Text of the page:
Terry Pratchett Book Club: Unseen Academicals, Part II

Story


Who’s up for practice? Who wants Rincewind on their team? (Me, I do.)

Summary

Glenda and Juliet head back to the university to give themselves an alibi for not being at the match. Ottimony comes in to tell them all about it after leading the wizards there, and he swears that Juliet looks like the girl at the match. Glenda is summoned to the Stollops because Juliet’s dad got a letter from Vetinari, asking him to attend a dinner with the wizards to talk about the future of football. Trev finds Nutt asleep at the university, having eaten a large quotient of Glenda’s pies. He tells Glenda and Juliet what happened, and when Nutt comes to, he start up his work again. But he says a few things about how Trev really feels about his late father that sends Trev catatonic. Glenda asks Nutt how he knows all these things, how he managed not to die, and where he comes from. Nutt isn’t entirely sure; he only knows how he came to be in Ladyship’s castle and that there’s a door in his mind that he can’t access. Nutt thinks about writing love poetry for Trev to give Juliet, and Juliet bothers Glenda the next day about going to a fashion show, which has an ad in the paper next to an article about the origins of football going back a millennia. Glenda agrees to the show, but only after she gets a chance to listen in on the University Council meeting.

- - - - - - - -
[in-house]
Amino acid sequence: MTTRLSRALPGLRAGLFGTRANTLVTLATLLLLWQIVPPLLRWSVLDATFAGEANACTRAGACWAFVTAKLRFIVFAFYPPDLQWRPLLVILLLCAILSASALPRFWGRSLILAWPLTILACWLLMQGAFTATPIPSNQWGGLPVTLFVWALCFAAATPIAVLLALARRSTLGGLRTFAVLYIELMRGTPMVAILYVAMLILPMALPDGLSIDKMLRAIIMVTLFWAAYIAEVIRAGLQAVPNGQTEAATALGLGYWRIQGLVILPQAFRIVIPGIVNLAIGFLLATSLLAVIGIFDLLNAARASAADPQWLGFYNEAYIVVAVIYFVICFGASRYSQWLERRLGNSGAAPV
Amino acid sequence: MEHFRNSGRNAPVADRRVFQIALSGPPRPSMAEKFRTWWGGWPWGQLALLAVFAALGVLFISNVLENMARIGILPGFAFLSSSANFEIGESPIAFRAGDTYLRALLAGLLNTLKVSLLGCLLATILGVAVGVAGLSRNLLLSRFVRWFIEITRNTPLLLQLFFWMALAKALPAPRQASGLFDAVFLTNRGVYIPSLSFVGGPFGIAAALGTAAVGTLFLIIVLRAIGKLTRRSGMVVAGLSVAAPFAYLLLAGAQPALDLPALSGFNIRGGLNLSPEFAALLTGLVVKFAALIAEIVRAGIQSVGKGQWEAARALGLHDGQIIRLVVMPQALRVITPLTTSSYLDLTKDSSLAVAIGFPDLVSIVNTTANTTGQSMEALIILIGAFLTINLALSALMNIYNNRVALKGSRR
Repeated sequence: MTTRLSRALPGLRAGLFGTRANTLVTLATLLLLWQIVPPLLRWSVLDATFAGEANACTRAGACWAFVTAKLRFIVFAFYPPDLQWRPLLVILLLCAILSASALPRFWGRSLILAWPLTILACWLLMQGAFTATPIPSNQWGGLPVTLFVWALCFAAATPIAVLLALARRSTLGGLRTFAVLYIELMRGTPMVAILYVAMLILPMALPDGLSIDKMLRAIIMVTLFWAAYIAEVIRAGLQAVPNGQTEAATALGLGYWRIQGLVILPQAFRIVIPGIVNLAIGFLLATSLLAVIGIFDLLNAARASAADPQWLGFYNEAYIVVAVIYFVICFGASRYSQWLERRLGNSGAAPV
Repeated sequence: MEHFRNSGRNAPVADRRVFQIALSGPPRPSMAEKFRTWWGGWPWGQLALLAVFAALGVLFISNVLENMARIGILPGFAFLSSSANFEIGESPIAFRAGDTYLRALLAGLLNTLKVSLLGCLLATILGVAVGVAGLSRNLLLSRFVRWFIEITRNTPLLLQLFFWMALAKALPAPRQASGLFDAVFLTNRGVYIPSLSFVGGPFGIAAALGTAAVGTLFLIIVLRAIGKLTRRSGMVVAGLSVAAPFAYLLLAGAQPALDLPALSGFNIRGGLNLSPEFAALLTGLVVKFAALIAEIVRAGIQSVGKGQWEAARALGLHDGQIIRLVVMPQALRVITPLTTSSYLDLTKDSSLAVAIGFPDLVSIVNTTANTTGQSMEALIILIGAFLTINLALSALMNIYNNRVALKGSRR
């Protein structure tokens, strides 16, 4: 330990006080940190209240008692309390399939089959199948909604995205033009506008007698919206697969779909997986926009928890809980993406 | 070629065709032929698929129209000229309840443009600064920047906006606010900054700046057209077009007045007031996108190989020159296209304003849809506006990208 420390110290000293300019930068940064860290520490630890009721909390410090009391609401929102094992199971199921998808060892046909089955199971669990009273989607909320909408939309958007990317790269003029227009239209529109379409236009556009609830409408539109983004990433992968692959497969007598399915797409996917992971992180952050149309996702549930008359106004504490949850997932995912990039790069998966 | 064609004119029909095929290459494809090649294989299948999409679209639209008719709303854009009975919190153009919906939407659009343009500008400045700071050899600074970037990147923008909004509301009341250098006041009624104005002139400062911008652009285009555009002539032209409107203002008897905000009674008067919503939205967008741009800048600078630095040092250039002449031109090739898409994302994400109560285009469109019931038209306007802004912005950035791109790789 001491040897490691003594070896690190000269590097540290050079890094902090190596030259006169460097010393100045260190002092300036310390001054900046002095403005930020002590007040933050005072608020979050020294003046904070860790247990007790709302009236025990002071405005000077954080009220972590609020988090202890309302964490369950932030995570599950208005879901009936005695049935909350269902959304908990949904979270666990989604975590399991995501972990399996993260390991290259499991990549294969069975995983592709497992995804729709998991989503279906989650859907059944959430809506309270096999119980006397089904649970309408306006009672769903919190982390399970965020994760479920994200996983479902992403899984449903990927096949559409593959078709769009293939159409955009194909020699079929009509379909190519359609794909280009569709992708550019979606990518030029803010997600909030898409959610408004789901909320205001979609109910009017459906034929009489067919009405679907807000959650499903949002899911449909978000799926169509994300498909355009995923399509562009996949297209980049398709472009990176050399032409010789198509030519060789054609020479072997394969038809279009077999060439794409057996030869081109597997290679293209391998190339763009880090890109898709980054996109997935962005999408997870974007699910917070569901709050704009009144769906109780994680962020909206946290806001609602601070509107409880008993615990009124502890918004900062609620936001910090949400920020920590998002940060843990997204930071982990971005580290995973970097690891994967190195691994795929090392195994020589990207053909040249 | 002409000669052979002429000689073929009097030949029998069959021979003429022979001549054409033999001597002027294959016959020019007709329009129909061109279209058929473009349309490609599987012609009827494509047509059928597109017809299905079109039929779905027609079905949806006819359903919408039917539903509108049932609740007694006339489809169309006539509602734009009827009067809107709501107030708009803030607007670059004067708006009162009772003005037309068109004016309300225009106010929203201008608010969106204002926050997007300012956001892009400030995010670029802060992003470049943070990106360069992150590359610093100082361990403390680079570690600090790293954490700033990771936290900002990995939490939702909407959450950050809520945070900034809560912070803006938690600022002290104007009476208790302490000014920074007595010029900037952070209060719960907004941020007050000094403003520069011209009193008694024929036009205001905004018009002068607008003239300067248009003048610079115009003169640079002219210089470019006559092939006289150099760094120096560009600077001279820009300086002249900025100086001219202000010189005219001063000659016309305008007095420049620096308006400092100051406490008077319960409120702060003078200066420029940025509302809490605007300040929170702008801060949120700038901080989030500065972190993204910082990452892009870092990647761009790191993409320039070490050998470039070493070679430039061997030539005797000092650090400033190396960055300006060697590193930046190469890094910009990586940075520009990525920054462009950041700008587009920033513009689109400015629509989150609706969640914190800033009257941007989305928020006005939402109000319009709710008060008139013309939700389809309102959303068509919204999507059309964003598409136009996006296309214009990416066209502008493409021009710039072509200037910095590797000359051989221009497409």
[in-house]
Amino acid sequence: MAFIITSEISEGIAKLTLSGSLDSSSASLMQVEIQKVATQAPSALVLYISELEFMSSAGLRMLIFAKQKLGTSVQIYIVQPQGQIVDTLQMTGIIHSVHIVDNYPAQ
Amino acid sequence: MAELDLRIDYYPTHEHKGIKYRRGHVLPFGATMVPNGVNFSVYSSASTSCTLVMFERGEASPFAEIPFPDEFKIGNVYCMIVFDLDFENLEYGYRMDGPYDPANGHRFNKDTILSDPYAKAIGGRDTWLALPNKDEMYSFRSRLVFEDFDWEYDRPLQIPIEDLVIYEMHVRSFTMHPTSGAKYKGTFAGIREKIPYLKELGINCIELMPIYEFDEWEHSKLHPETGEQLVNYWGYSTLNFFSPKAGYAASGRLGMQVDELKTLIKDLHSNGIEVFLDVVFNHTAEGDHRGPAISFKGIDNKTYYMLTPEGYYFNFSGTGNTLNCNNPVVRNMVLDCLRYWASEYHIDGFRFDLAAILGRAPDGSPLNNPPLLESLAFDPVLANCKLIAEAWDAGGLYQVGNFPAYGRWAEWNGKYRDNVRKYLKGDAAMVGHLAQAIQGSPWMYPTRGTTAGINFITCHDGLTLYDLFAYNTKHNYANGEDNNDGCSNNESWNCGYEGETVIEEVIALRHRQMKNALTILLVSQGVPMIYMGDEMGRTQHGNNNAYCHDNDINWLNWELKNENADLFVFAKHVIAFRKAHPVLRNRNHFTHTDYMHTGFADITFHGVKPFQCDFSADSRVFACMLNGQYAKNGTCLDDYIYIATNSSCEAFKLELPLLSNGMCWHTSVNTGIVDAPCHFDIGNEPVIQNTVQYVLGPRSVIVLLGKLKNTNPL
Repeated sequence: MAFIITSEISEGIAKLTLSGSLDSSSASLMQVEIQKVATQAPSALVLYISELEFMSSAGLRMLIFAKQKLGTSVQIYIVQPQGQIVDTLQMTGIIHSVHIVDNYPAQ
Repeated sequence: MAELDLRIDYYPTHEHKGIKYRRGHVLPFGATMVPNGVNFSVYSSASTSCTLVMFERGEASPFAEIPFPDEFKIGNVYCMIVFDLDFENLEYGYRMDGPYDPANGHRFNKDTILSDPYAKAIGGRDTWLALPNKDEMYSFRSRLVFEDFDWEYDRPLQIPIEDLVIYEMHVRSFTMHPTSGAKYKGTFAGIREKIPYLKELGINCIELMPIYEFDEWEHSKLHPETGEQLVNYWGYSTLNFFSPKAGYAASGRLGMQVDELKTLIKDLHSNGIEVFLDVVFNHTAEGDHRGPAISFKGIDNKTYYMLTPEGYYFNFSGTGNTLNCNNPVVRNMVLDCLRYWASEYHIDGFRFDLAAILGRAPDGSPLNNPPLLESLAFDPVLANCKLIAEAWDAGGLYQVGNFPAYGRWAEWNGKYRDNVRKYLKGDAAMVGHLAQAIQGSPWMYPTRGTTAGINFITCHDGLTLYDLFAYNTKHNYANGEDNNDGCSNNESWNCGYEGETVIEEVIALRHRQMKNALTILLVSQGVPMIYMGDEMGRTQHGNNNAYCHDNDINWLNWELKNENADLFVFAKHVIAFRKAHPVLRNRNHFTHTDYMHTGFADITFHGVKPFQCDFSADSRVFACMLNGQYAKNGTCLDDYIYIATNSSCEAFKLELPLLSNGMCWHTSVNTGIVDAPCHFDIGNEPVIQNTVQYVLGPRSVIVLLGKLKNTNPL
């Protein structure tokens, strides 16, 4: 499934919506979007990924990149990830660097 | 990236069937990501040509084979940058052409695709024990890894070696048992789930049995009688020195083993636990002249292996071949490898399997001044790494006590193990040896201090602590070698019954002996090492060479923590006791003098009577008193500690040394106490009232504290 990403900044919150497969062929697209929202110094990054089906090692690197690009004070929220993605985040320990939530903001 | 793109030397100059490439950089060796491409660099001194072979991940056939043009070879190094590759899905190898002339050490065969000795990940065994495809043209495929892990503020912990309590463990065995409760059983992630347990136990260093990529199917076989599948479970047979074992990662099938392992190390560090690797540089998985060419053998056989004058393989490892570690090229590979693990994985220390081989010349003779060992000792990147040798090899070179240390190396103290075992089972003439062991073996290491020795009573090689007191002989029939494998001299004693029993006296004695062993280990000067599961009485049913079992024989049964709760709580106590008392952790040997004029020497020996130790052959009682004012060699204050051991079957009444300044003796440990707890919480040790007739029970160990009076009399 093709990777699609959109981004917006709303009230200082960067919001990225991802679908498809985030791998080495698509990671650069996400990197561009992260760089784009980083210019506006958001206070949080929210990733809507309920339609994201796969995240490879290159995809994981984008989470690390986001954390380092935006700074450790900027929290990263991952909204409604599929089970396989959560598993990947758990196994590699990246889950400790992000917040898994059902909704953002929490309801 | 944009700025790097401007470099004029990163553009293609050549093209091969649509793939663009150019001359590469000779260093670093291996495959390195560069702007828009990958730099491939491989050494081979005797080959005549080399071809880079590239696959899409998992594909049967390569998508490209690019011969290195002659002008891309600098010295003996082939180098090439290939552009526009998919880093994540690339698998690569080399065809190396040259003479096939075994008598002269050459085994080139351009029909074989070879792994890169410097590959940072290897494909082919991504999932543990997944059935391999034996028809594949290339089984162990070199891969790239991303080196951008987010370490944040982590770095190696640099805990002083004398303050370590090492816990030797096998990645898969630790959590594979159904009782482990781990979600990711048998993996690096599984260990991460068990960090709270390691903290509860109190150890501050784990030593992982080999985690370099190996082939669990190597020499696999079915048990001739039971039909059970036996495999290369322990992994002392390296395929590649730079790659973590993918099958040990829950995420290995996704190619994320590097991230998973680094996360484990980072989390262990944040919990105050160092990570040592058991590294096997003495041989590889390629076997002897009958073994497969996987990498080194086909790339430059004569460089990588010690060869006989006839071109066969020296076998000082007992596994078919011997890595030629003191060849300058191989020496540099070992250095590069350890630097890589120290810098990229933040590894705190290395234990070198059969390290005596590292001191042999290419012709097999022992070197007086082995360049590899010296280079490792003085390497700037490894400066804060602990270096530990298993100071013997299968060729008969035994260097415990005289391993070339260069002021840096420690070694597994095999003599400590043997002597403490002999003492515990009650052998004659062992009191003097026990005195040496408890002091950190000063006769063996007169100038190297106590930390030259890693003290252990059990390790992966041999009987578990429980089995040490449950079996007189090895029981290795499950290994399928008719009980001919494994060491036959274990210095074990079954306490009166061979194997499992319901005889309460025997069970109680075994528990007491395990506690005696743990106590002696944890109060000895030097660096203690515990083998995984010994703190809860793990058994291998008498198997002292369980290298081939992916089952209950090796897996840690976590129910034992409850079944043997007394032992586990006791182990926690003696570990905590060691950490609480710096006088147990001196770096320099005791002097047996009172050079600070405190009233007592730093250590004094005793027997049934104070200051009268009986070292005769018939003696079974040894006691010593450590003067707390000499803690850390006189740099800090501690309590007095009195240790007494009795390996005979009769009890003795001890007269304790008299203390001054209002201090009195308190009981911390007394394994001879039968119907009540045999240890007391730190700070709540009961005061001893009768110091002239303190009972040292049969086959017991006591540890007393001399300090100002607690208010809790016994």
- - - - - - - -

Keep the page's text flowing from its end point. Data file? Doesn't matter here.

The wizards are putting together thoughts for what they need as a team, including the pies, the uniforms, and the fans. Glenda is bemused by the whole conversation and accidentally interjects herself, letting them know that they’ve got it largely wrong—they won’t be able to change much about how football functions, and they won’t be able to dictate how people enjoy it. She also tells them not to make their uniforms sport a UU across the front, or it’ll make the team look like they have bosoms. Ridcully asks what she does, and they all learn that she runs the Night Kitchen and makes the incredible pies they’re all so fond of. After she leaves, Ponder notes that Glenda’s talk of football invoked memories in the group, whether or not they had them; it was a kind of religious experience. Glenda goes with Juliet to a dwarf chainmail fashion show run by Madame Sharon, who has her assistant Pepe measure Juliet and asks them to help her because her model dropped a pickaxe on her foot. Glenda negotiates a hefty sum for Juliet to model the new cloth-like micromail. The wizards begin their first practice round of football, which they don’t rightly understand.